Mr. Hideki Mitani, the Senior Advisor at The University of Tokyo, The Institute of Medical Science & Institute of Industrial Science, contributed to the 18th issue of “Tomo ni Ayumu Kai (Walking Together),” a magazine that supports activities in Sierra Leone.
Please read his words below.
(You can download the Japanese version here: 会報18号_神谷氏寄稿
You can see the English version from here: http://tomoniayumukai.blogspot.jp/p/english-page.html)
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Fighting Against Infectious Diseases in Africa;
a Project with The University of Tokyo, The Institute of Medical Science and their friends
Senior Advisor to Dean & Director General
The University of Tokyo, The Institute of Medical Science & Institute of Industrial Science
Each time when I received quarterly report of “Tomo ni Ayumu Kai (Walking together)”, I was always deeply impressed by the contents and also thank them. All people showed up in the articles, such as people in Sierra Leone, children come to school (many of them walk long distance from their homes), and supporters in Japan, were all representing the attitude Pope Francis wrote in “The Joy of the Gospel” as “taking the first step, being involved and supportive, bearing fruit and rejoicing”.
I am taking assignment at the University of Tokyo’s Institute of Industrial Science and the Institute of Medical Science, aiming to “find solutions for unmet needs in the world by promoting innovation”. “Fighting against infectious diseases in Africa” is one of the big themes of this assignment. No theme can be achieved by the university; if they try to do so alone. It always requires international collaboration with industry, academia, governments and donors. “Donors” means not only the people who donate treasure, but also their time and talent. Musicians donate music and attract general people’s attention and videographers donate documentary film and inform the situations by visualizing them. We are receiving those non-monetary donations. For example, the pictures on the cover page which were shot in Sierra Leone when Dr. Kawaoka’s laboratory members corrected blood samples for new vaccine development and public viewing (arranged by Mr. Tsukasa Yoshimura of SONY Corporation) were recorded by Mr. Yasuo Egashira, ex-SONY videographer.
The University of Tokyo’s Institute of Medical Science was originally established as a research organization of infectious diseases. Dr. Kawaoka is researching Ebola and Influenza. Dr. Matano is researching HIV and Dengue Fever. Dr. Kiyono is inventing “Rice Vaccine” for cholera and some others which is powder for drink which does not require refrigerator to keep it in good quality and syringe to shoot. The Institute of Medical Science is conducting infectious disease surveillance project in Ghana in cooperation with Noguchi Memorial Institute for Medical Research in Ghana who has long lasting relationship.
We work with private corporations. In order to transport vaccine and blood samples we needed refrigerators and in turn it required electric. 85% of Africa do not have enough electric or always facing power outrage.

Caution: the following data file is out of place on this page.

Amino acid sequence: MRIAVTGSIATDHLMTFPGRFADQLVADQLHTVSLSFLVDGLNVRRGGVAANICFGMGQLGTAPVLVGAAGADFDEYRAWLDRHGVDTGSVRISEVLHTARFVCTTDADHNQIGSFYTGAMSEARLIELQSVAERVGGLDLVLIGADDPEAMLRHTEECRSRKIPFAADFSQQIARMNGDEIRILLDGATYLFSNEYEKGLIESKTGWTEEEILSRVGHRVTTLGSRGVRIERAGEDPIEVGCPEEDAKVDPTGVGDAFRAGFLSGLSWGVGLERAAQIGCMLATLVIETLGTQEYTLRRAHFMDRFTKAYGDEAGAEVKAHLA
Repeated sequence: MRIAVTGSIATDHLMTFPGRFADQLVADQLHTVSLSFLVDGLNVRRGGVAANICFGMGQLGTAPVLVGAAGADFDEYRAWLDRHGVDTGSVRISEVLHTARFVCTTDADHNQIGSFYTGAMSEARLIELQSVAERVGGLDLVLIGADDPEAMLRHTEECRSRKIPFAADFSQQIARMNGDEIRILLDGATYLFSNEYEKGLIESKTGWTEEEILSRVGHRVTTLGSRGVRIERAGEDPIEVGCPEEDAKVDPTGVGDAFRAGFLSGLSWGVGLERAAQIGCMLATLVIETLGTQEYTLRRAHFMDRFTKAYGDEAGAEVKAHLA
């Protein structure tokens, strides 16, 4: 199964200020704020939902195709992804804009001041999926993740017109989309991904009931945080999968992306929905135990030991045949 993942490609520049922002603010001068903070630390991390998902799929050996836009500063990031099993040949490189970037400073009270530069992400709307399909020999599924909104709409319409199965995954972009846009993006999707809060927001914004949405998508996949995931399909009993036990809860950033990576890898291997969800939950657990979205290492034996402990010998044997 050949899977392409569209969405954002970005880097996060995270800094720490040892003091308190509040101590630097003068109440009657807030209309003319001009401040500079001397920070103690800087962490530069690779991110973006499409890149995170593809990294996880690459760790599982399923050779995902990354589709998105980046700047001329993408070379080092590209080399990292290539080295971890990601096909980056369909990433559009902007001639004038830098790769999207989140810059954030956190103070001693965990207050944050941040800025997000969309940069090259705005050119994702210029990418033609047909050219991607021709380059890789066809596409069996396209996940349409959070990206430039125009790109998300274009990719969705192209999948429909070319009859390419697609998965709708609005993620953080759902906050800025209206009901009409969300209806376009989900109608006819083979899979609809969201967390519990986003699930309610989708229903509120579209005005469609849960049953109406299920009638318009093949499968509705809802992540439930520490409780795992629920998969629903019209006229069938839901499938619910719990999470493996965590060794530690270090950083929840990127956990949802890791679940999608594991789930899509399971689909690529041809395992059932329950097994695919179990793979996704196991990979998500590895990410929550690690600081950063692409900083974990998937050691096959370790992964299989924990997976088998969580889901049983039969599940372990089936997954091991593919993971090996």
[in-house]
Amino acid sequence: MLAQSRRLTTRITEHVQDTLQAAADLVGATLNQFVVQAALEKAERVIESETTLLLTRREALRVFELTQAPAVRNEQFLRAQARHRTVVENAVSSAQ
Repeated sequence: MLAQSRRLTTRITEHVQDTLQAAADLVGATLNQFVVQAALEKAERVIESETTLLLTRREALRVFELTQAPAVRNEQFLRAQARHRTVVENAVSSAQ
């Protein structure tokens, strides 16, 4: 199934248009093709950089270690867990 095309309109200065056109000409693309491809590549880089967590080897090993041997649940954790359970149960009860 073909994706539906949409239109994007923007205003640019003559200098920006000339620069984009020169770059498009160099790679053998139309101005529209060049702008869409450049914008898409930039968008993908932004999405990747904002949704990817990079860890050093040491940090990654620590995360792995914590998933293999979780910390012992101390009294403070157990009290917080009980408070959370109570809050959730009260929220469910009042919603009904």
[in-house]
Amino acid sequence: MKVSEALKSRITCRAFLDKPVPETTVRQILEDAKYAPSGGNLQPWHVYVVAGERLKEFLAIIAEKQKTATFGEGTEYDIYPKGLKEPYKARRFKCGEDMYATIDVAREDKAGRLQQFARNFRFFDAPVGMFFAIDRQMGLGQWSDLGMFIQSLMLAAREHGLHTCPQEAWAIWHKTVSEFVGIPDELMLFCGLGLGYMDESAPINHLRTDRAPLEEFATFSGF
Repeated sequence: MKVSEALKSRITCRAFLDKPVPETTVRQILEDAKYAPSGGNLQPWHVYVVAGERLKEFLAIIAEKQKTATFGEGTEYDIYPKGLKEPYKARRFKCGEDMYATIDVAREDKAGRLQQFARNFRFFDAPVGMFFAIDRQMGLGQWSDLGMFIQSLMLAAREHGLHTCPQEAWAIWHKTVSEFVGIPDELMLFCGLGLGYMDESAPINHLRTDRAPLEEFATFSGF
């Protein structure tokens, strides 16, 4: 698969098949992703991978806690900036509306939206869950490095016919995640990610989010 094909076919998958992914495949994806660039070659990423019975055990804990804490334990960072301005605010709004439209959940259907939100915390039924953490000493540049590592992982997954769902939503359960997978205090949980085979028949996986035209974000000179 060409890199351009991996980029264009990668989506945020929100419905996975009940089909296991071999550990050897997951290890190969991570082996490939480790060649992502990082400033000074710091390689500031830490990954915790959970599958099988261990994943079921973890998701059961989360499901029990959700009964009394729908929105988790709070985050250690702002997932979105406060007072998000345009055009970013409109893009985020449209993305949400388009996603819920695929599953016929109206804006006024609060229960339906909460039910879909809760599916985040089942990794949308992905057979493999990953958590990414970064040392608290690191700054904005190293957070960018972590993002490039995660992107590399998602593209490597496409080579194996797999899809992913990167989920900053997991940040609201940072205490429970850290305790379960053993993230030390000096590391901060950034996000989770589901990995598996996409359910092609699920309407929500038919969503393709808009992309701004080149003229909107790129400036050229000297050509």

So, in order to deal with such situation, we got help from SONY to use their new battery as experimental use. With respect to the development of “Rice Vaccine”, we are working with Astelas. Asia Pacific Alliance gave us fund to enable Sierra Leone blood sampling and public viewing project. All of our activities are supported by private corporations’, not for profit funds’ and individuals’ participation and support.
Let me talk about “innovation”. For example, Ebola is silent in human society now, but it may be mutating in monkey’s society and it will again come back to the human society in future. Dr. Kawaoka is developing new vaccine to prepare for such time. Africa is the continent HIV spreads most. There are so many different types of HIV and if the given drug works for 30% of them, the drug is regarded as very effective. Hence, we need to have many different kinds of drug. In addition, HIV is mutating and the currently available drugs’ efficacy is decreasing. Dr. Matano is confronting such situation with his colleagues in Ghana. “Rice Vaccine”, which does not need refrigerator, can be produced by container size manufacturing plant, and adding “distributed power generator”, people can make vaccine for each country’s necessity in their own country where they don’t have stable electric supply. Dr. Kiyono is challenging to develop such “mini vaccine plant” in cooperation with Asahi Kogyo and others.
My assignment is to procure funds and helpers for these projects, station in The University of Tokyo, New York Office. I started the assignment a little more than 2 years ago. Prior to picking up such assignment, I’ve been doing “for profit” investment banking business (9 years at Sumitomo Bank, 7 years at Goldman Sacks and 22 years at the firm I established in New York.) and I was considering the retirement from such business when I became 60 years old. At that time the University of Tokyo called me. In Bible, God calls us; “Don’t be afraid! Move forward. I will give you all necessary things”. I think it is true. So far, even thought I cannot do anything alone by myself, I always found helpers who joined me and helped me and advance the projects.
I would like to continue to learn from “Tomo ni Ayumu Kai’s” attitude, getting encouragement and continue our activities, keeping it down to the earth and walking step by step.
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